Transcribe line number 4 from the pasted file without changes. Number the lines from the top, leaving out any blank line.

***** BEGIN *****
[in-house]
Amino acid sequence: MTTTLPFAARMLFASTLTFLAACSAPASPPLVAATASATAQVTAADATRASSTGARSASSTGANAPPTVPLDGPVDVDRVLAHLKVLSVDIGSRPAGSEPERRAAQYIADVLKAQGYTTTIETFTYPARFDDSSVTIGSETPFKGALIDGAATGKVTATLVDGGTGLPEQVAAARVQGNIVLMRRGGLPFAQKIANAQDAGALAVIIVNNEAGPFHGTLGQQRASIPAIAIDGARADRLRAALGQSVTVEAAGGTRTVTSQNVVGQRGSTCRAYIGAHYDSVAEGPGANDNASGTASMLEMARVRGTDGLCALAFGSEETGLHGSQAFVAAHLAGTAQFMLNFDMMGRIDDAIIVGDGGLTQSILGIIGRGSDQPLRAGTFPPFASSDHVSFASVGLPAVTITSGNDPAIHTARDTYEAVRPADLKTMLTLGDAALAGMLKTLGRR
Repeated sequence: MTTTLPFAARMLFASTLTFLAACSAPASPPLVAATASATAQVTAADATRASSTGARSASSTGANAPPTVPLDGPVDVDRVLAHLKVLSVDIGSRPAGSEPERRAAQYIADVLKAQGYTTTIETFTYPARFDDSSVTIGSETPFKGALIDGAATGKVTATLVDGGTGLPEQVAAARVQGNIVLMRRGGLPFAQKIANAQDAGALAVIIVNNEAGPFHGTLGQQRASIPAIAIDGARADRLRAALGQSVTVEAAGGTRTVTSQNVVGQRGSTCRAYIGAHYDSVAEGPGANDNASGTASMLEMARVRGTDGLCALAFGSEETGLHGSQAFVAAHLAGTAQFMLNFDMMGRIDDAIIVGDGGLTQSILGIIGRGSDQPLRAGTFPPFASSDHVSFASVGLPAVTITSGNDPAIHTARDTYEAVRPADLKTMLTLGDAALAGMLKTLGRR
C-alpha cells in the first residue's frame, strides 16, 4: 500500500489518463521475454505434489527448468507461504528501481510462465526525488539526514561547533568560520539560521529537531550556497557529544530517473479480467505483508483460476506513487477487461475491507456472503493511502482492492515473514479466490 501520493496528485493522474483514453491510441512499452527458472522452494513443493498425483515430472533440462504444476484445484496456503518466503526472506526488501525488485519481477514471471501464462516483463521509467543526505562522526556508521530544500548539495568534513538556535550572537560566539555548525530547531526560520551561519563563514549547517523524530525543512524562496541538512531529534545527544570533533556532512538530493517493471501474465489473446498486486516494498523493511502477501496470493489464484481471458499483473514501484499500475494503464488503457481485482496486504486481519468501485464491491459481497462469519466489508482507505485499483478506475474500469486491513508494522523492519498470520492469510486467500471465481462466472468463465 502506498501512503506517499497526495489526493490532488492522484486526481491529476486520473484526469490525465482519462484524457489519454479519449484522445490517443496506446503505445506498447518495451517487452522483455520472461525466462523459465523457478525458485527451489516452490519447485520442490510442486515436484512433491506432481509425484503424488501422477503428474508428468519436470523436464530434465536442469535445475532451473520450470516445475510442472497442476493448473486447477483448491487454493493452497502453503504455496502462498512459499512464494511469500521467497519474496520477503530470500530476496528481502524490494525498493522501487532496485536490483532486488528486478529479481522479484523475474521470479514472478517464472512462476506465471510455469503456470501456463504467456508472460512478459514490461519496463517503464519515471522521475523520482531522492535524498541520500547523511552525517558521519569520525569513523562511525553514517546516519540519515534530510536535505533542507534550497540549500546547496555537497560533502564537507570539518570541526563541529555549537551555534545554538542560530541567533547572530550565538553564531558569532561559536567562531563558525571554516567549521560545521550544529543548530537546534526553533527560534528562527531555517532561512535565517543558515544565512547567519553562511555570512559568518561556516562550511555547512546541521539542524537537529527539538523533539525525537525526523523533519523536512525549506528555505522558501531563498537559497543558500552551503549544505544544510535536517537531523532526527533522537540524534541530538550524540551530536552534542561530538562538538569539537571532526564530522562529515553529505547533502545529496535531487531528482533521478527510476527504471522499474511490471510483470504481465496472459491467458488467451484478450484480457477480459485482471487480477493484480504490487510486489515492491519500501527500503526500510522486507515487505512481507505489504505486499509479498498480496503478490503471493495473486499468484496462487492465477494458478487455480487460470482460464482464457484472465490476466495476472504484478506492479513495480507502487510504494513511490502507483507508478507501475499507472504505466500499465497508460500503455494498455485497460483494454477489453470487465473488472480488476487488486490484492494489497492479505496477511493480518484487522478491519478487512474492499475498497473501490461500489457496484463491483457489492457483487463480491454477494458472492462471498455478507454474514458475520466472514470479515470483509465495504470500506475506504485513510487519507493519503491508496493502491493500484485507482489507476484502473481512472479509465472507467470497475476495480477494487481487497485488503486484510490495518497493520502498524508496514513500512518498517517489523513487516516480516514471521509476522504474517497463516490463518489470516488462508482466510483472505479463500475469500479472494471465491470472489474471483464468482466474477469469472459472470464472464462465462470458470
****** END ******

C-alpha cells in the first residue's frame, strides 16, 4: 500500500489518463521475454505434489527448468507461504528501481510462465526525488539526514561547533568560520539560521529537531550556497557529544530517473479480467505483508483460476506513487477487461475491507456472503493511502482492492515473514479466490 501520493496528485493522474483514453491510441512499452527458472522452494513443493498425483515430472533440462504444476484445484496456503518466503526472506526488501525488485519481477514471471501464462516483463521509467543526505562522526556508521530544500548539495568534513538556535550572537560566539555548525530547531526560520551561519563563514549547517523524530525543512524562496541538512531529534545527544570533533556532512538530493517493471501474465489473446498486486516494498523493511502477501496470493489464484481471458499483473514501484499500475494503464488503457481485482496486504486481519468501485464491491459481497462469519466489508482507505485499483478506475474500469486491513508494522523492519498470520492469510486467500471465481462466472468463465 502506498501512503506517499497526495489526493490532488492522484486526481491529476486520473484526469490525465482519462484524457489519454479519449484522445490517443496506446503505445506498447518495451517487452522483455520472461525466462523459465523457478525458485527451489516452490519447485520442490510442486515436484512433491506432481509425484503424488501422477503428474508428468519436470523436464530434465536442469535445475532451473520450470516445475510442472497442476493448473486447477483448491487454493493452497502453503504455496502462498512459499512464494511469500521467497519474496520477503530470500530476496528481502524490494525498493522501487532496485536490483532486488528486478529479481522479484523475474521470479514472478517464472512462476506465471510455469503456470501456463504467456508472460512478459514490461519496463517503464519515471522521475523520482531522492535524498541520500547523511552525517558521519569520525569513523562511525553514517546516519540519515534530510536535505533542507534550497540549500546547496555537497560533502564537507570539518570541526563541529555549537551555534545554538542560530541567533547572530550565538553564531558569532561559536567562531563558525571554516567549521560545521550544529543548530537546534526553533527560534528562527531555517532561512535565517543558515544565512547567519553562511555570512559568518561556516562550511555547512546541521539542524537537529527539538523533539525525537525526523523533519523536512525549506528555505522558501531563498537559497543558500552551503549544505544544510535536517537531523532526527533522537540524534541530538550524540551530536552534542561530538562538538569539537571532526564530522562529515553529505547533502545529496535531487531528482533521478527510476527504471522499474511490471510483470504481465496472459491467458488467451484478450484480457477480459485482471487480477493484480504490487510486489515492491519500501527500503526500510522486507515487505512481507505489504505486499509479498498480496503478490503471493495473486499468484496462487492465477494458478487455480487460470482460464482464457484472465490476466495476472504484478506492479513495480507502487510504494513511490502507483507508478507501475499507472504505466500499465497508460500503455494498455485497460483494454477489453470487465473488472480488476487488486490484492494489497492479505496477511493480518484487522478491519478487512474492499475498497473501490461500489457496484463491483457489492457483487463480491454477494458472492462471498455478507454474514458475520466472514470479515470483509465495504470500506475506504485513510487519507493519503491508496493502491493500484485507482489507476484502473481512472479509465472507467470497475476495480477494487481487497485488503486484510490495518497493520502498524508496514513500512518498517517489523513487516516480516514471521509476522504474517497463516490463518489470516488462508482466510483472505479463500475469500479472494471465491470472489474471483464468482466474477469469472459472470464472464462465462470458470